He continues, "I spent the whole of 2018 attending Chinese cryptocurrency conferences and blockchain discussions. I can tell you the Chinese cryptocurrency community is at least as vibrant as the one in the U.S."
In late October 2019, when Chinese President Xi Jinping declared China should "seize the opportunity" blockchain technology presents, the global crypto market surged and many commentators described the move as an about-face. Yet many experts with intimate knowledge of China's cryptography space see things differently.
"There were headlines about the Chinese government performing a complete U-turn on the whole blockchain issue," says Zhang. "At most it was a 90-degree deviation."
"A blockchain-based international financial system involving the yuan (RMB) has the potential for widespread international adoption."
Beijing's support for blockchain technology is rooted in both practical and political considerations. China has already invested huge sums driving homegrown technologies forward in an attempt to reduce dependence on Western companies and gain a competitive edge in foreign markets (this is already working with 5G and AI)—blockchain is no different. The current trade war with the U.S. has only served to redouble the Chinese government's resolve in this regard.
Blockchain technology could also help China overcome myriad domestic challenges.
"It could enable greater capillarization of financial institutions, which would allow the Chinese digital economy to reach a greater number of people," says Adebe Gasparini, a digital market analyst with China-based consultancy Daxue Consulting. "It could improve investment transparency, which would allow the Chinese tech economy to secure more funding. And it could even improve governance, thanks to improved communication between grassroots and authorities."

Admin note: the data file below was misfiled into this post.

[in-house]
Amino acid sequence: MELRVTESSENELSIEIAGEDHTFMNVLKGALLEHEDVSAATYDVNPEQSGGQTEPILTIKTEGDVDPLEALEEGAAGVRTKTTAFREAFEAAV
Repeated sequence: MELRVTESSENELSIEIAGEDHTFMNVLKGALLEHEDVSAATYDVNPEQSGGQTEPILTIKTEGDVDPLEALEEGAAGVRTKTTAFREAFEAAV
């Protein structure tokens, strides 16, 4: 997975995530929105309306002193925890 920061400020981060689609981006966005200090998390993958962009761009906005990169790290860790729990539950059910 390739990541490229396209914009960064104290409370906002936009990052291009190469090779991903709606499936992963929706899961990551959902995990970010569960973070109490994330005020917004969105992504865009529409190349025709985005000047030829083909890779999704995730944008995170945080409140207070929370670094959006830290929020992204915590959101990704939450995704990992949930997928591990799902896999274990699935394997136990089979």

But perhaps the biggest prize that blockchain technology could deliver is to transform the yuan into a global currency.
The People's Bank of China (PBoC), which has established its own cryptocurrency research lab, has been developing a digital currency through a project called "DCEP" (Digital Currency Electronic Payment) since 2014. According to bank officials, the proposed currency may be similar to Facebook's Libra coin and will be used across all of China's high-volume payment platforms.
Many see China's new cryptography law—which took effect on January 1, 2020, and aims to "facilitate the development of cryptography business and ensuring the security of cyberspace and information"—as laying the groundwork for an imminent digital currency rollout. According to local Chinese news outlet Caijing, a DCEP pilot scheme began in the city of Shenzhen before the end of 2019.
"I think we can expect to see China properly launch its own digital currency within the next six to 12 months," says Edith Yeung, a fund manager and partner at blockchain-focused venture capital fund Proof of Capital. "This has been in the works for a long time."
"I think we can expect to see China properly launch its own digital currency within the next six to 12 months."
The first chapter of China's new cryptography law emphasizes the role of cryptography in the secure management of critical state information.